Getting started with electronics with the Raspberry Pi : LED Hello World.

This one was long overdue, and I finally got around to doing it, and even though it’s just a damn LED light, making it glow was an extremely pleasant experience.

I just followed this video and also this video on YouTube. I highly recommend following that channel, because almost all of his videos have to do with the Raspberry Pi and electronics.

Following these two videos, I learnt the following.

Here’s a picture.

An LED light glowing. Note that here I used a 5v pin and not the GPIO pin. This 5v pin is connected to the main powerline of the Raspberry Pi.
An LED light glowing. Note that here I used a 5v pin and not the GPIO pin. This 5v pin is connected to the main powerline of the Raspberry Pi.

I also modified the code in the video above to make a birthday gift for a friend.  I hooked up an LED light to a GPIO pin, and wrote a while loop in python to make the light blink as long as the happy birthday song was playing. Here is the code.

import RPi.GPIO as GPIO
import time
import pygame
import sys

GPIO.setmode(GPIO.BOARD)
GPIO.setup(12,GPIO.OUT)

pygame.mixer.init()
pygame.mixer.music.load("song.mp3")
pygame.mixer.music.play()

while pygame.mixer.music.get_busy() == True:
 GPIO.output(12,GPIO.HIGH)
 time.sleep(1)
 GPIO.output(12,GPIO.LOW)
 time.sleep(1)
while pygame.mixer.music.get_busy() == False:
 GPIO.cleanup()
 sys.exit()

OSMC-Kodi on the Raspberry Pi

Once after launching a deauthentication attack on my unwary brother who was watching a movie on YouTube, I was overcome by a sudden feeling of guilt, because he came to me immediately afterwards and asked me if I could fix his laptop because his internet wasn’t working. Then I realized that I shouldn’t be such an asshole and so I decided to make it up to him in whatever way I can (without telling him I was responsible for his laptop not connecting, that is).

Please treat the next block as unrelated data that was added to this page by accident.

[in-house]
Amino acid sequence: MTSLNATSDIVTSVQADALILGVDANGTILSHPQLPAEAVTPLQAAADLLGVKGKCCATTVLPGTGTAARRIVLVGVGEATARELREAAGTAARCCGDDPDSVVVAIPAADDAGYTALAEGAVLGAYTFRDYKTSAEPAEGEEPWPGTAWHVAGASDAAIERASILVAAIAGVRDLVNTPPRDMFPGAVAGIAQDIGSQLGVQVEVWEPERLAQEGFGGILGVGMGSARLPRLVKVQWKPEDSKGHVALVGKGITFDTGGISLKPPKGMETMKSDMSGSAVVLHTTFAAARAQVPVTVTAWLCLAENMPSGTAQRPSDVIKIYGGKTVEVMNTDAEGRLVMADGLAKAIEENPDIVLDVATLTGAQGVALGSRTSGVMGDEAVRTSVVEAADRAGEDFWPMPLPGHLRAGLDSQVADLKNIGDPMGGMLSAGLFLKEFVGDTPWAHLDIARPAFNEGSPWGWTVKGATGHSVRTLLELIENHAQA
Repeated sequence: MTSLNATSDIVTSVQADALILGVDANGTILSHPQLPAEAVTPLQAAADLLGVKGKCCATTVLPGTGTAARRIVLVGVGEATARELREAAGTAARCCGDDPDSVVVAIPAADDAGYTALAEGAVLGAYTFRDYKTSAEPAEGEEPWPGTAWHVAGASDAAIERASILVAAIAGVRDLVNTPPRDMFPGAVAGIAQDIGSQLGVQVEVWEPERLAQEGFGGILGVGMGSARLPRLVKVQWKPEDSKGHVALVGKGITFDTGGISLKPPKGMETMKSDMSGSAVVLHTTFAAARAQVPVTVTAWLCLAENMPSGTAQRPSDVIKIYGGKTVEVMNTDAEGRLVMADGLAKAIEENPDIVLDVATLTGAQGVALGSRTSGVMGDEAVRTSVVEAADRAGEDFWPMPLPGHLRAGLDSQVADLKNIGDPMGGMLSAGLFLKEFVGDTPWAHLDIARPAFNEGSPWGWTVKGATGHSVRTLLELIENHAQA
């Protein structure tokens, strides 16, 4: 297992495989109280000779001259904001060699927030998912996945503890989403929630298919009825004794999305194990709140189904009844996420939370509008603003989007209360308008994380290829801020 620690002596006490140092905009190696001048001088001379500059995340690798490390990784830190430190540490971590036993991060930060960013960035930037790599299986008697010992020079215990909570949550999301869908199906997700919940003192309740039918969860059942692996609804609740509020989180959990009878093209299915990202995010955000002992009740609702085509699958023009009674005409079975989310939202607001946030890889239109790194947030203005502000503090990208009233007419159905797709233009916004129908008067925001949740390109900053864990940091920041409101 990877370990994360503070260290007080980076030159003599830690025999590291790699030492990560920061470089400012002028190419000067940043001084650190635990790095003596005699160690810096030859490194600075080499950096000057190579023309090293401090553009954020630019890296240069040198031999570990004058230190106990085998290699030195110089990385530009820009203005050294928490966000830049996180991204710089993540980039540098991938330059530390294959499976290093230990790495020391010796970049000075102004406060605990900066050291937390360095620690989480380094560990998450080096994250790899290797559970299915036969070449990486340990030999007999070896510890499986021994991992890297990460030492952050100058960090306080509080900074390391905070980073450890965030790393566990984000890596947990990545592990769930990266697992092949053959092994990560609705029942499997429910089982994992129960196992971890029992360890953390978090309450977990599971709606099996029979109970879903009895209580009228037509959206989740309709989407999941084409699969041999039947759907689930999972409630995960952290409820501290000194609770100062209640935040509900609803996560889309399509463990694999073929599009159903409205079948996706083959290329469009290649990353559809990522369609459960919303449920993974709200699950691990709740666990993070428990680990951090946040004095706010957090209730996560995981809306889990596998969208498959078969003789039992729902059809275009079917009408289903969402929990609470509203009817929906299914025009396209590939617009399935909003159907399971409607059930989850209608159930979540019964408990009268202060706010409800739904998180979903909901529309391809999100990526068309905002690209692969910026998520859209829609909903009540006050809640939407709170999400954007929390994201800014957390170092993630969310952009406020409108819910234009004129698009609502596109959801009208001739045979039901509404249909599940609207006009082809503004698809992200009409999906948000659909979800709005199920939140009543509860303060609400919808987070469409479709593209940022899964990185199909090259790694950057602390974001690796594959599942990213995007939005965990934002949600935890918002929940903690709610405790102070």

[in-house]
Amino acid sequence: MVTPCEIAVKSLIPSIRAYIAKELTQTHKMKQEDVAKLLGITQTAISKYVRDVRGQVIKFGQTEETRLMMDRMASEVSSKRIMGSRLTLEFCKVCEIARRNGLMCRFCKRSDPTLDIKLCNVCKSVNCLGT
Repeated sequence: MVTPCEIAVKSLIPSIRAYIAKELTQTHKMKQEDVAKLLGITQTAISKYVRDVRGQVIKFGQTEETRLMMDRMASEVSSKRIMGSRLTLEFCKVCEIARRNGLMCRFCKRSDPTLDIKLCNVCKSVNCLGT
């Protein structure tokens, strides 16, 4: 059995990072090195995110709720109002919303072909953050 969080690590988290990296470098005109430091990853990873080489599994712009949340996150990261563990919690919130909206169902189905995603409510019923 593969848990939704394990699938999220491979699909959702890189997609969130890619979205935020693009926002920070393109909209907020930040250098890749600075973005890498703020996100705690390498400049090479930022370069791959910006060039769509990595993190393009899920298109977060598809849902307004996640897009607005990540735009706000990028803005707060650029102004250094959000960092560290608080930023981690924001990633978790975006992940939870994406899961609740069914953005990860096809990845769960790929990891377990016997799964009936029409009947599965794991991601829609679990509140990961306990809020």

Now a while ago, I came across OSMC, which is a Debain-based Linux distro which brings Kodi (formerly called XBMC) to a variety of devices, one of them being the Raspberry pi. Now my brother is a nut, one who prefers watching Sunny Deol bash up people to breathing, and since I had to make it up to him somehow, and since I conveniently had a Raspberry pi lying around, and also since OSMC is just so damn beautiful, I decided to install it and show it to him and let him stream some more Sunny Deol.

It turned out that installing OSMC is a breeze. You just need to download the installer for your system, plug in a formatted and wiped SD card, and click on the install and sit back and relax and let it work it’s magic.

After your SD card has the OSMC bootable image on it, simply plug it back in to the Raspberry pi, attach a HDMI cable to it and the TV, and plug in the power cable. If everything’s right, you should get a beautiful splash screen with the OSMC logo on it, and that’s it! If you have a keyboard, then plug that in to the Raspberry pi and you’ll be able to control it with the keyboard. Otherwise, you can simply download the amazing Yatse app for Android, and you’ll be able to control it from your phone. iOS remotes are also available.

Here’s how the Yatse app looks like.

Now by default, OSMC doesn’t ship with the (highly illegal and definitely not recommended (*wink*) ) movie and TV show streaming add-ons, but with a little help, you should be on your way to piracy. I dabbled in piracy of the above kind and it was a thoroughly enjoyable experience.

If you don’t have a TV or a HDMI monitor lying around (i.e., if you’re a stank cheap ass) I think you can set up a http server on the Pi and access it from anywhere within your local network. (Or, using ngrok, from anywhere in the world!)

I haven’t tried this yet, and I will update this blog when I have.